About lactose

Lactose intolerance is a common digestive problem, which gives rise to symptoms such as gas, diarrhea, bloating or pains. A person that is lactose intolerant lacks the enzyme lactase in the small intestine, which is needed to digest milk sugar molecules. This means that lactose can not be absorbed by the intestine and is instead broken down in a process involving intestinal bacterias. This process gives rise to symptoms such as gas, diarrhea, bloating or pains. Lactose is found primarily in dairy products, but also as an additive in other products, e.g. certain chips and powdered products.

  1. If lactose cannot be broken down in the small intestine, the lactose will be fermented by bacteria in the large intestine and give rise to gas. The gas formation and the water-absorbent effect of the lactose produce symptoms such as diarrhea, bloating, stomach gurgling and colic pains. The symptoms may vary from person to person. Some people tolerate dairy products in small quantities and others not at all.

  2. There are three different forms of lactase deficiency:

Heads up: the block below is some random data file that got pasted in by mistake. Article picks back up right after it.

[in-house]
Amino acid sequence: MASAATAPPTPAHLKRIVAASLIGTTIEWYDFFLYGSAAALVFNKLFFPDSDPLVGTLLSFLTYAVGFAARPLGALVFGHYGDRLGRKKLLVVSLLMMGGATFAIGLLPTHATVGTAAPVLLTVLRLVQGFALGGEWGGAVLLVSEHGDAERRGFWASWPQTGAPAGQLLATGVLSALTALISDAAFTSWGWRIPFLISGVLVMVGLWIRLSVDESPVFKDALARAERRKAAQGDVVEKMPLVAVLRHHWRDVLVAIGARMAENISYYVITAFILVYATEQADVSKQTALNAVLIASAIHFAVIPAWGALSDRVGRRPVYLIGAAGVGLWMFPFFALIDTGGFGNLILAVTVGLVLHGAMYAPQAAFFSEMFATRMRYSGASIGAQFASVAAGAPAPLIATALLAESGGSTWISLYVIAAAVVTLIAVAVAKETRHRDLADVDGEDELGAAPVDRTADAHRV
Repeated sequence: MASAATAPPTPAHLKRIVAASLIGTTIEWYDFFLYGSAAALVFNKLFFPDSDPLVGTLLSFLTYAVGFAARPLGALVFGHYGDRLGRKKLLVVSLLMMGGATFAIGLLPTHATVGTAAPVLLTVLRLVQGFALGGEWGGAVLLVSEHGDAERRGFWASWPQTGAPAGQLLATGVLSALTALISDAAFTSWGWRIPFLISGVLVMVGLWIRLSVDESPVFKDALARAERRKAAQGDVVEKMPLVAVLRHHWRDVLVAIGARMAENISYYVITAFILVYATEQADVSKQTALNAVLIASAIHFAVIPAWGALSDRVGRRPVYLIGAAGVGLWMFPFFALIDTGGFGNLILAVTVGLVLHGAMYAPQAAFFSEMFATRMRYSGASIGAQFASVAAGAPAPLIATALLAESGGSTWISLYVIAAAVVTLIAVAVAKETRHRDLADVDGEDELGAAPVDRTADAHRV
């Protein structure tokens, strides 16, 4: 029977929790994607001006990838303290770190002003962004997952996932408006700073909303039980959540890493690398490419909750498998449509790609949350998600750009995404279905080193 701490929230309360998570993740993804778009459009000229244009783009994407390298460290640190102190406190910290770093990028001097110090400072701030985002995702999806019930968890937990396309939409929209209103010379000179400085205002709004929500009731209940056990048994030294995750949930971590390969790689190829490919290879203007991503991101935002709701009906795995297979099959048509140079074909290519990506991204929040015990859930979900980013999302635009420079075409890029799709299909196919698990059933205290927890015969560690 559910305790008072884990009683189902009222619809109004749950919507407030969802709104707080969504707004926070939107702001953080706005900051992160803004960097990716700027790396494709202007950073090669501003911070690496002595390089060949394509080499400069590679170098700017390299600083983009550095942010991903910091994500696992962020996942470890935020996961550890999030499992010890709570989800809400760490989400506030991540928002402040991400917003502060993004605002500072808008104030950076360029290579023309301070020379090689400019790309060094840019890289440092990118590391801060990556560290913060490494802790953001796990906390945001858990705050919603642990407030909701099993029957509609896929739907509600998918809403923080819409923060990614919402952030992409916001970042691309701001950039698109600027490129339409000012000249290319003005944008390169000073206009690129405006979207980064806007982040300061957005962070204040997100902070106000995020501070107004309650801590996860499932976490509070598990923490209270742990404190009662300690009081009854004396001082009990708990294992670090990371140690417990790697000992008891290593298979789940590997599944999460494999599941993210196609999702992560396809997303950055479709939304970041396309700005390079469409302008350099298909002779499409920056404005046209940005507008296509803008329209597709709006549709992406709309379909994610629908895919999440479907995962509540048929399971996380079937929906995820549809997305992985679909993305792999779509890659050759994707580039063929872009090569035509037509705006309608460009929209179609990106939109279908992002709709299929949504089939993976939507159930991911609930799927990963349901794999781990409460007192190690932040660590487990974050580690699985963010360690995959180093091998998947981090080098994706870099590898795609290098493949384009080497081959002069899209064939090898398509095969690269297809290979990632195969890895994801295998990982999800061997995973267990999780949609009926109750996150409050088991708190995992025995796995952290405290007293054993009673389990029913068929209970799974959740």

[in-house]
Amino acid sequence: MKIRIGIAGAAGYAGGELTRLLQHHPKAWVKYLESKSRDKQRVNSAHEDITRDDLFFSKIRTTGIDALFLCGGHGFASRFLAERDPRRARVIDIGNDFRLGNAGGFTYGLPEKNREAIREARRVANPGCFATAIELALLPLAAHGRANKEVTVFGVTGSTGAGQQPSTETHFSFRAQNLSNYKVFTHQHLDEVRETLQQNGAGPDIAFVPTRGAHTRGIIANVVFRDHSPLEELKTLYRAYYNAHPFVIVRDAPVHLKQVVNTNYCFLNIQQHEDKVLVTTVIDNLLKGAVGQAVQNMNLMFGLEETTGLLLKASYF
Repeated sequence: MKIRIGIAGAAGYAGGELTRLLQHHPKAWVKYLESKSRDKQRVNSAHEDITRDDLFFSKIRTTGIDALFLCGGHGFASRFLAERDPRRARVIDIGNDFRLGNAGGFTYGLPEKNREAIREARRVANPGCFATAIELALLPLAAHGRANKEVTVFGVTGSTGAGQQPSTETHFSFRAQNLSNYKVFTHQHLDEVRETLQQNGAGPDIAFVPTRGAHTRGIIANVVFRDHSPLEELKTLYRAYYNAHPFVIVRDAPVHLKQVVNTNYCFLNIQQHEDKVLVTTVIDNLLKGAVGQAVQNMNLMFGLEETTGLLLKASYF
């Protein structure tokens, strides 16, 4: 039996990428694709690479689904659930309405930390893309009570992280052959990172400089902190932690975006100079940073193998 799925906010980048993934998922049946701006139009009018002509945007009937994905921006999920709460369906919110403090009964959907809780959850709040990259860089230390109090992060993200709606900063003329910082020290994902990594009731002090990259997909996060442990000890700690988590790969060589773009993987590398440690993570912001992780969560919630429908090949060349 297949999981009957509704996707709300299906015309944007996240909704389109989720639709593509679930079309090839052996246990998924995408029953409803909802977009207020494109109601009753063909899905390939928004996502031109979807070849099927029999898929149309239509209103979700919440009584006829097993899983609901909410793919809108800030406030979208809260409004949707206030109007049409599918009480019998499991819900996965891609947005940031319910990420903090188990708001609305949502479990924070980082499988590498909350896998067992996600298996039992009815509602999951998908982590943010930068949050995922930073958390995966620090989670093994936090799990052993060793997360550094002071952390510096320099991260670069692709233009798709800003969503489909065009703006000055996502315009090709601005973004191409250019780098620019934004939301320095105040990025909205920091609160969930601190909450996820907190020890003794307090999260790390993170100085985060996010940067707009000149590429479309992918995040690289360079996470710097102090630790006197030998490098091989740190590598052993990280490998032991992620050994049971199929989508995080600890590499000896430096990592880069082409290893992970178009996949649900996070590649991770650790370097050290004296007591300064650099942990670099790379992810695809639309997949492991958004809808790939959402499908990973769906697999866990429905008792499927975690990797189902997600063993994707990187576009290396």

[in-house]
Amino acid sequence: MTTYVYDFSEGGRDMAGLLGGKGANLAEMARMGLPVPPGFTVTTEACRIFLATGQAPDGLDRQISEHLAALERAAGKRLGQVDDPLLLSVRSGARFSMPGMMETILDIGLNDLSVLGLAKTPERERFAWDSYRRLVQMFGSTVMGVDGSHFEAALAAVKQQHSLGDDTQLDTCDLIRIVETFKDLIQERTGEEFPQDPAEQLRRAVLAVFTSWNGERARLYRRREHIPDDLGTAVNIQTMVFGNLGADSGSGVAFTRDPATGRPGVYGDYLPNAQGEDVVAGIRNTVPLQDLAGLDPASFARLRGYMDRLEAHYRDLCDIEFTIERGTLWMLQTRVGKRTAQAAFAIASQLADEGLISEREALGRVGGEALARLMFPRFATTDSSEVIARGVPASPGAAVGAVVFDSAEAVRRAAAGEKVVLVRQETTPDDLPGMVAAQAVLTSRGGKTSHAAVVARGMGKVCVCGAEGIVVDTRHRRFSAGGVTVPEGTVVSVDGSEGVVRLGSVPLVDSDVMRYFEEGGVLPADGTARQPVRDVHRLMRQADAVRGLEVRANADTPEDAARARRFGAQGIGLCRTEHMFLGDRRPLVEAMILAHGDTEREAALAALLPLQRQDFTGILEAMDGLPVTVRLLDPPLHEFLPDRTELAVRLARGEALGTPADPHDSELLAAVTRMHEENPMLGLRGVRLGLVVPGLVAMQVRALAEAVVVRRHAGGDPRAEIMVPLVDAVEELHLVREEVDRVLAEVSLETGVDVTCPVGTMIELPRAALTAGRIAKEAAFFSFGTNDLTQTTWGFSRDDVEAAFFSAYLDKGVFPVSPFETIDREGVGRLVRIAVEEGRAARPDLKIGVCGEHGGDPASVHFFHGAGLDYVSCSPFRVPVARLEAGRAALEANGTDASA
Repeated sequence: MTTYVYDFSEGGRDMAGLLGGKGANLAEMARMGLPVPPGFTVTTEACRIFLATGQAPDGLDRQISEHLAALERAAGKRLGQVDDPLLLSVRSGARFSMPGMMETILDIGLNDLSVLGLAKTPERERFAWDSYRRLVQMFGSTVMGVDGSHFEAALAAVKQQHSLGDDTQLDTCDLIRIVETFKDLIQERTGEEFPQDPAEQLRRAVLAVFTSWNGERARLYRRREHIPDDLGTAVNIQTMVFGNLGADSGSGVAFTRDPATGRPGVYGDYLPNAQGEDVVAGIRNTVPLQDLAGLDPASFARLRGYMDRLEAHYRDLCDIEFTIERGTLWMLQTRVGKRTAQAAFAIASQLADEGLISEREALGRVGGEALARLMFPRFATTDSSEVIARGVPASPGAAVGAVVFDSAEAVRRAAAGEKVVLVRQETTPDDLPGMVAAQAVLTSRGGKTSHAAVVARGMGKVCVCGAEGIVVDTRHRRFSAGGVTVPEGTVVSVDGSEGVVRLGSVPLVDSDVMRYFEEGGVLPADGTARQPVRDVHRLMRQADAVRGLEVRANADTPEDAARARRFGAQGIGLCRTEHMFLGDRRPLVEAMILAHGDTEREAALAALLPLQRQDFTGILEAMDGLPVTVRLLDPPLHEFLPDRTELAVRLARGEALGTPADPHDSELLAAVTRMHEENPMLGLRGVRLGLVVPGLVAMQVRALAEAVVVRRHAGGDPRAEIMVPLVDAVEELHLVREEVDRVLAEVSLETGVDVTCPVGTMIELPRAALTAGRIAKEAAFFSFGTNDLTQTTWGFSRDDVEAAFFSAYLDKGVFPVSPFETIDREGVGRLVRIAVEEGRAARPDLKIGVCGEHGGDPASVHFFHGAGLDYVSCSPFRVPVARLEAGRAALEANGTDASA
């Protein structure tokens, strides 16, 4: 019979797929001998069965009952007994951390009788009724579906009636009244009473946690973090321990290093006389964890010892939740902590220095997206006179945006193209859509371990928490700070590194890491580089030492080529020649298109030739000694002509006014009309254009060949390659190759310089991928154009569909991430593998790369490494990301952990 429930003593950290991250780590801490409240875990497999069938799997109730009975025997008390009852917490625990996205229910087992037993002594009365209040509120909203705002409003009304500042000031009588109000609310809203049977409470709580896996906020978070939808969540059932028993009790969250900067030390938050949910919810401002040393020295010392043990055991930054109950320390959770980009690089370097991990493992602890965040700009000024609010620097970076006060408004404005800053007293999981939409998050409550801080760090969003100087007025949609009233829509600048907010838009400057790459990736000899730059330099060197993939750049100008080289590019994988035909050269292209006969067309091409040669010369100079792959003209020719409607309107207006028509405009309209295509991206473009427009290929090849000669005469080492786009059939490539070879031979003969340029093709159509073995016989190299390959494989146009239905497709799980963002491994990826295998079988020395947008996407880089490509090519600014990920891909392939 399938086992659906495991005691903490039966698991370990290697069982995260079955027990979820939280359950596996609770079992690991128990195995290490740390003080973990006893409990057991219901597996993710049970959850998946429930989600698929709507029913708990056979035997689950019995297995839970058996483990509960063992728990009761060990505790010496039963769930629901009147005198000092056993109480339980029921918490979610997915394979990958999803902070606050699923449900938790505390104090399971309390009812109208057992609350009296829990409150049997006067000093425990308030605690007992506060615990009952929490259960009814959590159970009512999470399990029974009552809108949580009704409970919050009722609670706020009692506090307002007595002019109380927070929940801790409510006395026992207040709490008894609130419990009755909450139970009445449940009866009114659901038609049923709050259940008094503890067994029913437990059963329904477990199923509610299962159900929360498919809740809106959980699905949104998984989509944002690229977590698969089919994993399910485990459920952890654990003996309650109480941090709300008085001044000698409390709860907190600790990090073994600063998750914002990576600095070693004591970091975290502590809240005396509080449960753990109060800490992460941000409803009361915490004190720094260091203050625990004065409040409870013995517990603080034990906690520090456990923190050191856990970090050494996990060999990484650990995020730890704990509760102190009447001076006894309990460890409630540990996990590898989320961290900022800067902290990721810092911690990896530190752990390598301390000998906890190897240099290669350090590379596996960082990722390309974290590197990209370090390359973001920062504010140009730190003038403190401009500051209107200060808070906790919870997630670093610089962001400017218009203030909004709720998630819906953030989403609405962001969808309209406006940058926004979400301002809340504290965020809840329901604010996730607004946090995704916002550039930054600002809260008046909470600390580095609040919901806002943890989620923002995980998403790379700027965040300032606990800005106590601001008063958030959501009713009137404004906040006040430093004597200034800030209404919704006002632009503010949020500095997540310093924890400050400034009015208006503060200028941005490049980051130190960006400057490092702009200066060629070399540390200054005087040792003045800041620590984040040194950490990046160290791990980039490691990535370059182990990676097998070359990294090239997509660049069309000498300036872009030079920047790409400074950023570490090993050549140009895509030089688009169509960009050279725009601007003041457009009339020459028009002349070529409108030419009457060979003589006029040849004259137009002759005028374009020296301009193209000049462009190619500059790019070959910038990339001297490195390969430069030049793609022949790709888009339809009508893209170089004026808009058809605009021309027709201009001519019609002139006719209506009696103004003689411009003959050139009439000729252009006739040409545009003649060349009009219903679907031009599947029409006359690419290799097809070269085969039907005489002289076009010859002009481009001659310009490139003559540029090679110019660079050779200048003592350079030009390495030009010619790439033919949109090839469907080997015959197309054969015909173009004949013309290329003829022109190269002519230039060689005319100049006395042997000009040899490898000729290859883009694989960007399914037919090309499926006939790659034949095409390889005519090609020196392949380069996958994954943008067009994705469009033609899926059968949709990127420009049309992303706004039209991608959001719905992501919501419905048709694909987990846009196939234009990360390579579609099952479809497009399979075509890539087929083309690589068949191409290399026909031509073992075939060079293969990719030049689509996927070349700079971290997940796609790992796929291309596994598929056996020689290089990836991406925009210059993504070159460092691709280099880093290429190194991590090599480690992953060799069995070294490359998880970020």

Primary lactose intolerance, which is the most common form. The age at which the associated digestive problems arise varies between individuals: However most commonly lactase deficiency occurs during adulthood. The capacity to form lactase cannot be regained, but a certain capacity may remain, which means that small quantities of lactose can still be broken down.

    Secondary lactase deficiency appears in connection with some other injury to the intestine. With untreated gluten hypersensitivity, inflammation in the intestine, severe stomach flu or after an abdominal operation, the intestinal membrane may be damaged in such a way that it can not produce lactase. When the injury is healed, most often the capacity to produce lactase returns.

    Congenital lactase deficiency is extremely uncommon and is often discovered when the child is nursing or receives a substitute for mother's milk.

    In case of primary lactose intolerance, the deficiency of enzyme lactase depends on inherited genetic variation. Evolutionary speaking, it was discovered that ability to digest lactose was beneficial for populations where milk products were included in diet, therefore mutations have arisen that led to tolerance of lactose. However, there is still a small proportion of individuals in those populations that have the genetic variant associated with lactose intolerance. Two parents who are lactose tolerant can have children who are lactose intolerant.

  3. If you are lactose intolerant you should avoid or limit the intake of products that contain lactose. This is a simple way for you to get rid of your discomforts. The enzyme lactase may also be added to the diet. If you want more help or advice you can contact a physician or a dietician.